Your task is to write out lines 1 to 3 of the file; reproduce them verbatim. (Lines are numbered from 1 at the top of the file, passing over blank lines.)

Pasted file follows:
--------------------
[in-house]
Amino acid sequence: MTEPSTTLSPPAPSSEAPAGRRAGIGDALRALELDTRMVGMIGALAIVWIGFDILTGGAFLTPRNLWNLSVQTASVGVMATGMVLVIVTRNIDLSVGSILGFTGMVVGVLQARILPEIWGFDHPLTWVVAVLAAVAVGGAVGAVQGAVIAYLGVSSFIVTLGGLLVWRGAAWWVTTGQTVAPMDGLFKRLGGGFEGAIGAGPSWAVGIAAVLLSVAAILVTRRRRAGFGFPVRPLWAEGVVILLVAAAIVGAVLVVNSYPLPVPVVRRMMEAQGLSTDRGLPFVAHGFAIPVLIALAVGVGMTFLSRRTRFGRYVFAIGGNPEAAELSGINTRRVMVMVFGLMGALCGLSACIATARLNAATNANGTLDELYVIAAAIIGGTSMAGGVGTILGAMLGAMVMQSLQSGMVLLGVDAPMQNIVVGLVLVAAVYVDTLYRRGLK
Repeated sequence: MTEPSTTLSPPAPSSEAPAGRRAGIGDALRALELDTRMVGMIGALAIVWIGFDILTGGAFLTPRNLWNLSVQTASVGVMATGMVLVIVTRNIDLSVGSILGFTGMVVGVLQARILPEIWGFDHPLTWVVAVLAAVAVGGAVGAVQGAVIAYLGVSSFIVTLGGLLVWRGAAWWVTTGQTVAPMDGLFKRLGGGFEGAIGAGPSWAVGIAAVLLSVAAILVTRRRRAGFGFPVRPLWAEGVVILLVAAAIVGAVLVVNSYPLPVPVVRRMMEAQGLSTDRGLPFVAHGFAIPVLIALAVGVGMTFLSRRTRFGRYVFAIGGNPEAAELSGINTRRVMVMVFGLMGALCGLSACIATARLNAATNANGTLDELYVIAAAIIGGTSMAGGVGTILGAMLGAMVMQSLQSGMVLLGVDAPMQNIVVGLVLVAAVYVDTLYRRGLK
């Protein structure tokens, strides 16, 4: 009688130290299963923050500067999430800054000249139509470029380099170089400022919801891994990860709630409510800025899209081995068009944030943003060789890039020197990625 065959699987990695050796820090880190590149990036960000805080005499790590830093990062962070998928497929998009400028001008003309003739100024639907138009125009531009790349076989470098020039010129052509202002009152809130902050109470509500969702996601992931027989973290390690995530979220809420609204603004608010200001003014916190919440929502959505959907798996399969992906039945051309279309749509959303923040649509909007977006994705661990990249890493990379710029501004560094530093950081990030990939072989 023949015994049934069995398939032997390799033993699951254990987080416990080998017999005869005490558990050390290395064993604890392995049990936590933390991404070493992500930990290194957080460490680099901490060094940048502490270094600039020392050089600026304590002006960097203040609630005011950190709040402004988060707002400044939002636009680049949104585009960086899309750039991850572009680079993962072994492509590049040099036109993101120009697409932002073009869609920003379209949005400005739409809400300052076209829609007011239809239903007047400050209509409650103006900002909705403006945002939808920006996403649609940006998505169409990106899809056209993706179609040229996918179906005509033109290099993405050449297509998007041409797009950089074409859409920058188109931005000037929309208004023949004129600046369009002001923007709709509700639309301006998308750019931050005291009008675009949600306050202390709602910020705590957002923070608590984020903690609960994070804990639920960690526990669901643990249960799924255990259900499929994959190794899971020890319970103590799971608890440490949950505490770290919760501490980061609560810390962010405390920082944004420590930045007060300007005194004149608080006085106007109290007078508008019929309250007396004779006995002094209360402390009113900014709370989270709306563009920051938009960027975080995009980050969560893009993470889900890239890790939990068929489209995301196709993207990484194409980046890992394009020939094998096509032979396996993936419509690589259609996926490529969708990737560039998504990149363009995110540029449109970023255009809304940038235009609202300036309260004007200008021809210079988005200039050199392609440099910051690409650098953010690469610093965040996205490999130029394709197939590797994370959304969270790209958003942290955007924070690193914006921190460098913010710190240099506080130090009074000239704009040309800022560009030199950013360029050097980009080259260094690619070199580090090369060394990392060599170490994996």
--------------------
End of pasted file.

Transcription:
[in-house]
Amino acid sequence: MTEPSTTLSPPAPSSEAPAGRRAGIGDALRALELDTRMVGMIGALAIVWIGFDILTGGAFLTPRNLWNLSVQTASVGVMATGMVLVIVTRNIDLSVGSILGFTGMVVGVLQARILPEIWGFDHPLTWVVAVLAAVAVGGAVGAVQGAVIAYLGVSSFIVTLGGLLVWRGAAWWVTTGQTVAPMDGLFKRLGGGFEGAIGAGPSWAVGIAAVLLSVAAILVTRRRRAGFGFPVRPLWAEGVVILLVAAAIVGAVLVVNSYPLPVPVVRRMMEAQGLSTDRGLPFVAHGFAIPVLIALAVGVGMTFLSRRTRFGRYVFAIGGNPEAAELSGINTRRVMVMVFGLMGALCGLSACIATARLNAATNANGTLDELYVIAAAIIGGTSMAGGVGTILGAMLGAMVMQSLQSGMVLLGVDAPMQNIVVGLVLVAAVYVDTLYRRGLK
Repeated sequence: MTEPSTTLSPPAPSSEAPAGRRAGIGDALRALELDTRMVGMIGALAIVWIGFDILTGGAFLTPRNLWNLSVQTASVGVMATGMVLVIVTRNIDLSVGSILGFTGMVVGVLQARILPEIWGFDHPLTWVVAVLAAVAVGGAVGAVQGAVIAYLGVSSFIVTLGGLLVWRGAAWWVTTGQTVAPMDGLFKRLGGGFEGAIGAGPSWAVGIAAVLLSVAAILVTRRRRAGFGFPVRPLWAEGVVILLVAAAIVGAVLVVNSYPLPVPVVRRMMEAQGLSTDRGLPFVAHGFAIPVLIALAVGVGMTFLSRRTRFGRYVFAIGGNPEAAELSGINTRRVMVMVFGLMGALCGLSACIATARLNAATNANGTLDELYVIAAAIIGGTSMAGGVGTILGAMLGAMVMQSLQSGMVLLGVDAPMQNIVVGLVLVAAVYVDTLYRRGLK